The New Grant Administration

The New Grant Administration

The New Grant Administration

A summary of what's in the major U.S. newspapers.
March 19 2001 7:18 AM

The New Grant Administration

The Washington Post leads with the Macedonian government's response to a five-day attack by ethnic Albanian forces. Measures include a call-up of reservists and overseas weapons purchases. The paper says the country's parliament, which includes ethnic Albanians, unanimously denounced the guerrillas, and its prime minister criticized the U.S. and Germany for not having used its nearby Kosovo-based peacekeepers to keep insurgents from entering his country. The New York Times, which fronts a story confirming that the Bush administration and the principal European powers have no interest in using NATO troops in Macedonia, leads instead with a primer on the two main issues to be discussed by President Bush and China's deputy prime minister when they meet in Washington later this week: whether the U.S. will develop a missile defense system that would counter China's nuclear missiles and whether it will sell destroyers to Taiwan that could eventually do the same. The Los Angeles Times leads with a primer on the key issues of campaign-finance reform as the McCain-Feingold bill, which would ban soft money, finally gets debated by the whole Senate, starting today. The paper doesn't handicap the bill's chances for survival, and says that anyway "it remains unknown" what President Bush would do if it got to his desk. USA Today leads with a sum-up of the urban growth boom revealed in last week's census figures. The paper's expert sees population increases in such locales as New York, Chicago, Indianapolis, and Kansas City, Mo., and slowing loss rates in dozens of others, as "the first hard evidence ... of an urban renaissance."

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The WP fronts an explainer on a little-known commodity playing a role in the Congo's wars--the country's muddy ore called colombite-tantalite or col-tan, which has become a key ingredient for cell phones, jet engines, air bags, night vision goggles, fiber optics, and computer chips. In 1998, col-tan fetched less than $20 per pound, but now because of all the new applications, the price is often above $100 per pound, which means it has even outstripped diamonds and gold as a means of paying and equipping the soldiers of the six foreign countries and two rebel groups fighting in Congo. The story mostly focuses on the African workers, traders, and politicians involved, delaying until the last few paragraphs mention of a German and a U.S. company that are end purchasers.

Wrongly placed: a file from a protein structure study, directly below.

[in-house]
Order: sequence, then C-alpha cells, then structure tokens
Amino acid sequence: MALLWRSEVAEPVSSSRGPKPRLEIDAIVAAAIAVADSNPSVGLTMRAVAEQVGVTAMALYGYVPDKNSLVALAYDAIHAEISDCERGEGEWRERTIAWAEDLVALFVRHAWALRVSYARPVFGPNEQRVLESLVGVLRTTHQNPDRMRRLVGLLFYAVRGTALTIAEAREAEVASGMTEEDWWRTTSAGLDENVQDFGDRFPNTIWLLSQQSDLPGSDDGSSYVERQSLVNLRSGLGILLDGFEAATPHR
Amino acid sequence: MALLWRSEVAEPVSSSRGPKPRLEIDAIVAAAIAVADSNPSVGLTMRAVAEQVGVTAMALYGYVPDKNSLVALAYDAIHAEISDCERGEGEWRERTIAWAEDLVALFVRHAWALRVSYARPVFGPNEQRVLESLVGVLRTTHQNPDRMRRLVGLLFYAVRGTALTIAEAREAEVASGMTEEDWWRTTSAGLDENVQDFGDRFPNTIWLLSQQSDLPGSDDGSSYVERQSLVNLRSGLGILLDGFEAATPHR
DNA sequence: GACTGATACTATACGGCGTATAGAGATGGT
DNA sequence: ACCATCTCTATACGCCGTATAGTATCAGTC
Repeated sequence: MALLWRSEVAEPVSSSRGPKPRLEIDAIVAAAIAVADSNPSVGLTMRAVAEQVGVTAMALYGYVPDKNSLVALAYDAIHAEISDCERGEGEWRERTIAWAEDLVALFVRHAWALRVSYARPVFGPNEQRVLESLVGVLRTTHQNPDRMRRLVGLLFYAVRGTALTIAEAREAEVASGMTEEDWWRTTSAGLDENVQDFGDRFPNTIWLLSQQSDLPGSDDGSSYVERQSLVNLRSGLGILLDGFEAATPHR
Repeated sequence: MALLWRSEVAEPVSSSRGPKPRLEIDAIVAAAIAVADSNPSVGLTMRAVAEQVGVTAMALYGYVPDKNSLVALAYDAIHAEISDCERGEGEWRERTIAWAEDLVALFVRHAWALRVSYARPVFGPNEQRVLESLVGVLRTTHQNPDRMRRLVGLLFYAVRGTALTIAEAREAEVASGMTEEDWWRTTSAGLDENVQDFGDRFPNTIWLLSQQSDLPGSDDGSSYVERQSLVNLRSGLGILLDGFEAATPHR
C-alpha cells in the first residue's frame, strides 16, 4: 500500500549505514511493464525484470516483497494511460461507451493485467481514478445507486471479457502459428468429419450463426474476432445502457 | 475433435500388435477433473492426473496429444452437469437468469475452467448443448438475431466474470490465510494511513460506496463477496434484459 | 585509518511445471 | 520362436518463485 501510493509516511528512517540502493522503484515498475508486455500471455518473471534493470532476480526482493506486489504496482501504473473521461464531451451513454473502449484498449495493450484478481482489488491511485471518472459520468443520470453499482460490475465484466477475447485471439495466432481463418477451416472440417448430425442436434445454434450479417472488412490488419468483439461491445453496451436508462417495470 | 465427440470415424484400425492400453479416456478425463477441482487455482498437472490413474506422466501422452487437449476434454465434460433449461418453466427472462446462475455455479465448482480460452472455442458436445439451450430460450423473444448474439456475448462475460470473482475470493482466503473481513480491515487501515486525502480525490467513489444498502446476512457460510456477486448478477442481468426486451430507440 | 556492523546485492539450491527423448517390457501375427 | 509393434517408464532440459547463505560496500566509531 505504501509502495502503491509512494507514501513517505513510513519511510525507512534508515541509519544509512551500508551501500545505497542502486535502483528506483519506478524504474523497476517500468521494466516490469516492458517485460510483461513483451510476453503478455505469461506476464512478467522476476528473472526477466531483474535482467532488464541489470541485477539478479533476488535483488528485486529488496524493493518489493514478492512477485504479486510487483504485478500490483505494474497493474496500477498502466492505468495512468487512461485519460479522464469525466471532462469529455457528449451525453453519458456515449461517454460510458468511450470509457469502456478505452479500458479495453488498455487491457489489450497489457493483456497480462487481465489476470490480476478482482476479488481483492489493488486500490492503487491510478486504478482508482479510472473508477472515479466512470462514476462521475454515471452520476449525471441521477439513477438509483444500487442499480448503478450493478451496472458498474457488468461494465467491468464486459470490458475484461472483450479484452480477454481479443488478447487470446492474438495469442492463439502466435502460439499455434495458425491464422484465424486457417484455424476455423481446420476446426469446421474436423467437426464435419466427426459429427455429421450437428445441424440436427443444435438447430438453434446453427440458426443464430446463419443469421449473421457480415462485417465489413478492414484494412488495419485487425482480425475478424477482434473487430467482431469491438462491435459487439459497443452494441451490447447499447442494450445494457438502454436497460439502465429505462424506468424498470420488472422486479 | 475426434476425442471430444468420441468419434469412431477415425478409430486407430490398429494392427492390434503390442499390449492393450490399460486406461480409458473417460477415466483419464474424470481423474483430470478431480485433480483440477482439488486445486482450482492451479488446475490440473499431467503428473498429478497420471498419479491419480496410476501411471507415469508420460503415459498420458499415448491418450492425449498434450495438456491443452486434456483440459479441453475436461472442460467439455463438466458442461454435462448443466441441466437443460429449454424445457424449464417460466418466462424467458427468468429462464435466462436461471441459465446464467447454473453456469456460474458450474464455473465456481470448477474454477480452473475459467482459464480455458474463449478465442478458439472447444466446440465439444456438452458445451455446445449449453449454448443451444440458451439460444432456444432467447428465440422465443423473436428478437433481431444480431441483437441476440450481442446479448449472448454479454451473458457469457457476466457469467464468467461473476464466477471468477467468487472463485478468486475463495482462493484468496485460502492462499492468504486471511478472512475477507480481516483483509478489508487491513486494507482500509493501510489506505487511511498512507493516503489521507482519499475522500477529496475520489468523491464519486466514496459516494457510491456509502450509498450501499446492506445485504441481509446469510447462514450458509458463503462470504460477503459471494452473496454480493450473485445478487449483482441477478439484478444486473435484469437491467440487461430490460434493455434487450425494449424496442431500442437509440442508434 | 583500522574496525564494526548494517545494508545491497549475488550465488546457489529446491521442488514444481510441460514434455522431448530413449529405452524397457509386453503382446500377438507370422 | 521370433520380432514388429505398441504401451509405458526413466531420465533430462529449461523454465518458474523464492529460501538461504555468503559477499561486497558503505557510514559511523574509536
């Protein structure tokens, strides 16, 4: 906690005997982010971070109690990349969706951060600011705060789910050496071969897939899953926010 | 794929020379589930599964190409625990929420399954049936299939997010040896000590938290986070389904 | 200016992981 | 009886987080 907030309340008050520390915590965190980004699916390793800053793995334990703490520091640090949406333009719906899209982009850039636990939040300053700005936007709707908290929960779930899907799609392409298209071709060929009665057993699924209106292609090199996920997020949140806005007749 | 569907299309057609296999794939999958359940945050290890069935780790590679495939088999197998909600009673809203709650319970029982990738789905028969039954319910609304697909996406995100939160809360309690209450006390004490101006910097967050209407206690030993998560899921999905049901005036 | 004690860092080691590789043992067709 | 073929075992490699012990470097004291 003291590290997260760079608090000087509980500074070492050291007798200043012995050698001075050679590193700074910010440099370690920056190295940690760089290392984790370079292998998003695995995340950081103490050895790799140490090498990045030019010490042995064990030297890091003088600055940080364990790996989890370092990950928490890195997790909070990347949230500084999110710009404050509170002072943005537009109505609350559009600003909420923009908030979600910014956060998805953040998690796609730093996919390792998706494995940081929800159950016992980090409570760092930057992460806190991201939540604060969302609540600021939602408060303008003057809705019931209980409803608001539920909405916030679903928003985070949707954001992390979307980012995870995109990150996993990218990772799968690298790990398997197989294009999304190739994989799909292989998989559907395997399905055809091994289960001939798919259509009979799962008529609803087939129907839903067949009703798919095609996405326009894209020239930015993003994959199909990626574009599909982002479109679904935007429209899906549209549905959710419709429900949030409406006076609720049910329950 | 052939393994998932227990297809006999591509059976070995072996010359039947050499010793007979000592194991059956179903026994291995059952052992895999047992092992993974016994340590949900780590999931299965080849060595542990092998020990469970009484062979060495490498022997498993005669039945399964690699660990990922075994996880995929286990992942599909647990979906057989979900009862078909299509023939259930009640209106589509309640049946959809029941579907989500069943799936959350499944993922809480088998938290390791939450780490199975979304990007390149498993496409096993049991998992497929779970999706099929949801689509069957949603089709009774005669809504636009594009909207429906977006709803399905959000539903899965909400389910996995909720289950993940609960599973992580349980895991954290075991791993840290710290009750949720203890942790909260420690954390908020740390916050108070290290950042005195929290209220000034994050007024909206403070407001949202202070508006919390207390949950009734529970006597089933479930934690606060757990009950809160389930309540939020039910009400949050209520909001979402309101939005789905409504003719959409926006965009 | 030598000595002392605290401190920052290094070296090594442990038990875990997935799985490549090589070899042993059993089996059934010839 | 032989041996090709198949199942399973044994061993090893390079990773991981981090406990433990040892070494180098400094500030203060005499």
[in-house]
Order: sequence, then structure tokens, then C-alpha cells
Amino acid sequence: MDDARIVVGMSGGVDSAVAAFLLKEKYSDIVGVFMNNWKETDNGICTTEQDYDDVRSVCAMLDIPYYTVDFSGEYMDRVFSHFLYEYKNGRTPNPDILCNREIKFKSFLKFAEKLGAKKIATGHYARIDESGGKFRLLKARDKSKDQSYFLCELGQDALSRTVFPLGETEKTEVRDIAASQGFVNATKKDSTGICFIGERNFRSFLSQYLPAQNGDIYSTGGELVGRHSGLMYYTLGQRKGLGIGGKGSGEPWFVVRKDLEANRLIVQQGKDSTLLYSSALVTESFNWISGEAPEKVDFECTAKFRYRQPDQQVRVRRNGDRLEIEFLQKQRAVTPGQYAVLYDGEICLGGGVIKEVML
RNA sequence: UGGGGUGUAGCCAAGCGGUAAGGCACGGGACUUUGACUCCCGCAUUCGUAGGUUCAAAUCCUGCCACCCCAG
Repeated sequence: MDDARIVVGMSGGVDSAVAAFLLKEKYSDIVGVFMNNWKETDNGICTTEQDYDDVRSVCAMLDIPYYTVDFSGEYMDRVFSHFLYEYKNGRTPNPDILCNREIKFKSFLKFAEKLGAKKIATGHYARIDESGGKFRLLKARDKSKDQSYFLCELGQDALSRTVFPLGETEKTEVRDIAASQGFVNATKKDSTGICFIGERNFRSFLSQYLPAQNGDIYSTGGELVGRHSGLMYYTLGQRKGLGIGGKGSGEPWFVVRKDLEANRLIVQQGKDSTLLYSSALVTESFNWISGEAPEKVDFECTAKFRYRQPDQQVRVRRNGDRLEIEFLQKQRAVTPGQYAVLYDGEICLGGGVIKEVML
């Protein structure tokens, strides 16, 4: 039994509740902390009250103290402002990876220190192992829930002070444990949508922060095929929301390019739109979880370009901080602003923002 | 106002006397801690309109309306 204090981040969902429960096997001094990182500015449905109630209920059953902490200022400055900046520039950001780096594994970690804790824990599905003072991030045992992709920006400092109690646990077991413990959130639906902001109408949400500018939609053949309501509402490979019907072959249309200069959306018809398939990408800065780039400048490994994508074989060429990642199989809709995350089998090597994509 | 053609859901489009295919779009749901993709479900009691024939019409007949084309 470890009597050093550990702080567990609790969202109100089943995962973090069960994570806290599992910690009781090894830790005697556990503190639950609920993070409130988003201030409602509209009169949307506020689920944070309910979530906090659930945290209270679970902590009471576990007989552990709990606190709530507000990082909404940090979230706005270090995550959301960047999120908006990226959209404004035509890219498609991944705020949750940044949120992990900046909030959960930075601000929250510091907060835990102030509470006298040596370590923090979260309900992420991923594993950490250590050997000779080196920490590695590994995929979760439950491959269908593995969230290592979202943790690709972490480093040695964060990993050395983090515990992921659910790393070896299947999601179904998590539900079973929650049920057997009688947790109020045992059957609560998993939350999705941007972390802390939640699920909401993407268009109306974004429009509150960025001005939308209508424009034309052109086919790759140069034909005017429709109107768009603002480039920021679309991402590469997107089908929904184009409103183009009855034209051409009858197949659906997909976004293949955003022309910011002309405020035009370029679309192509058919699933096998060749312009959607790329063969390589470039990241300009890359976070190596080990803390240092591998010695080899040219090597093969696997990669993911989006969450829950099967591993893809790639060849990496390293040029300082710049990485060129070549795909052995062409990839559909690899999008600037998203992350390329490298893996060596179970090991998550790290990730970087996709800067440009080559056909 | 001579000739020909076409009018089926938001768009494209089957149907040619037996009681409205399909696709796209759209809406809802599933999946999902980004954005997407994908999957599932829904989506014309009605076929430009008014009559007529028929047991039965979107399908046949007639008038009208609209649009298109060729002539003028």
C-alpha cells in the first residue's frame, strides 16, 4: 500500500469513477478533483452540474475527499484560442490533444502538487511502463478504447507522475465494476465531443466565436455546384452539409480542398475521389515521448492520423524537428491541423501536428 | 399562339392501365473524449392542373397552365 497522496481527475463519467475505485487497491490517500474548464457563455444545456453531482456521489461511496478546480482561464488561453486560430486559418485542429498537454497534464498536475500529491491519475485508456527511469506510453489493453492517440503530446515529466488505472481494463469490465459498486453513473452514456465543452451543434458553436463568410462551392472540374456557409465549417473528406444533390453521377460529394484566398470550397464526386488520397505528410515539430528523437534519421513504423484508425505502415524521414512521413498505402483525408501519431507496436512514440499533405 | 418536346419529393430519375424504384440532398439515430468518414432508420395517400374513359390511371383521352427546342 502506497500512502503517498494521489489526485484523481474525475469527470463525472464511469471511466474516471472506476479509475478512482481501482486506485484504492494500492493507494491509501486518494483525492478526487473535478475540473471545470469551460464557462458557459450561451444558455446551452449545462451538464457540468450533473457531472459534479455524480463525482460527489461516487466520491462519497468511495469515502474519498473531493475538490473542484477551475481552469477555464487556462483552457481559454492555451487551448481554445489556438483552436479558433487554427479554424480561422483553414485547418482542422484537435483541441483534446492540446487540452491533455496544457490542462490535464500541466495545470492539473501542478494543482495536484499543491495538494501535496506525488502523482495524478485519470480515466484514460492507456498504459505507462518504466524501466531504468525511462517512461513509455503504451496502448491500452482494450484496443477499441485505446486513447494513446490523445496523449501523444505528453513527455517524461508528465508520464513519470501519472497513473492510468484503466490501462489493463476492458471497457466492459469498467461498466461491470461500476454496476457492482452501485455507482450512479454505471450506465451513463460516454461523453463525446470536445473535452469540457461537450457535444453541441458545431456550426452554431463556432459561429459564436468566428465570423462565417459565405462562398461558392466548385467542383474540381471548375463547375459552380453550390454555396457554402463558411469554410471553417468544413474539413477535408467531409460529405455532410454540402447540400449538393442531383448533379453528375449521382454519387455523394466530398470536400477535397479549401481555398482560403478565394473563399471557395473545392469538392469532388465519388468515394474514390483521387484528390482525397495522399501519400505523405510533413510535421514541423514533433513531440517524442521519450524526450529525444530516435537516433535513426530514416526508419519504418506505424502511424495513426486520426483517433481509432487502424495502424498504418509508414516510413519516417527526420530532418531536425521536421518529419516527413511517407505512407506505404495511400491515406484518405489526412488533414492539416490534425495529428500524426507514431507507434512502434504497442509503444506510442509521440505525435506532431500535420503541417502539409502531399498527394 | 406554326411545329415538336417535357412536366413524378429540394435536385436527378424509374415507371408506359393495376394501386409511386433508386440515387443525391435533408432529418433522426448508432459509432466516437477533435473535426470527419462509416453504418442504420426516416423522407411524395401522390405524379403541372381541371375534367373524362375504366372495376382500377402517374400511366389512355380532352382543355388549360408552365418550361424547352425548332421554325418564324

The WP front love-bombs senior Bush adviser Karen Hughes. The paper says her White House influence is "fundamental and subtle," and that she "practically channels Bush." One example of her brilliance is the paragraph about her recent "idea" that it would make for some great TV pictures if the presidential motorcade could swing by some waving schoolchildren. The story says that Hughes "is one of the few people in the White House who can--and will--say, 'Mr. President, you're wrong' "--and then gives no examples. (Well, hey, the story's subhead warns that "Veteran Bush Aide Makes Sure Official Message is Only One.") The only tale about Hughes offered as proof of a shortcoming is that she once reacted to a NYT story criticizing her boss for taking time off by observing that soon after, the reporter was doing the same. Based on this story, the Post's Mike Allen doesn't have to worry about getting dissed like that. And how times have changed since President Kennedy was upset about rumors he hadn't written Profiles in Courage--the Post story unsmirkingly reports that Hughes took five weeks off the campaign trail to write Bush's autobiography.

A NYT fronter paints a picture of unprecedented closeness between the Bush administration and Washington's leading conservatives. Even closer, is the general picture, than under Ronald Reagan. Down low, a key figure in the relationship and in the story states the key question driving the convergence: "What does the business community want?"

The Wall Street Journal, crediting an automotive safety Web site http://www.safetyforum.com, reports that Chrysler internal documents reveal that since 1993, the car maker has spent $1.3 billion buying back 58,000 lemons from customers but that most ended up being resold to other consumers after the company recouped two-thirds of that money by auctioning off the cars to dealers. A company statement quoted in the story describes the practice as "not a shocking revelation."

The WSJ features an op-ed from faith-based social service advocate Robert Woodson, who argues that "the most effective way to avoid the entangling questions of church and state would be to issue vouchers to individuals for the services they require, giving them the right to choose their own provider." And the WP's William Raspberry also highlights Woodson's voucher line, adding a rather effective point of his own: "That's how it was with the GI Bill. Returning veterans could take their education 'vouchers' not just to the state universities but to Notre Dame or Southern Methodist or Yeshiva. And nobody worried about breaching the wall between church and state."

"How many s's in 'assassination'?" The LAT fronts word from the paper's Mideast expert Robin Wright that the State Department is looking for an alternative to the leading Iraqi opposition group, the Iraqi National Congress, because the INC can't find recruits, can't stay unified, and can't really explain what it's done with the millions it already got from the U.S. The story reports one U.S. government reaction to the group's apparent inability to state its plans for toppling Saddam Hussein: providing the group with a lawyer, grant writer, and accountant.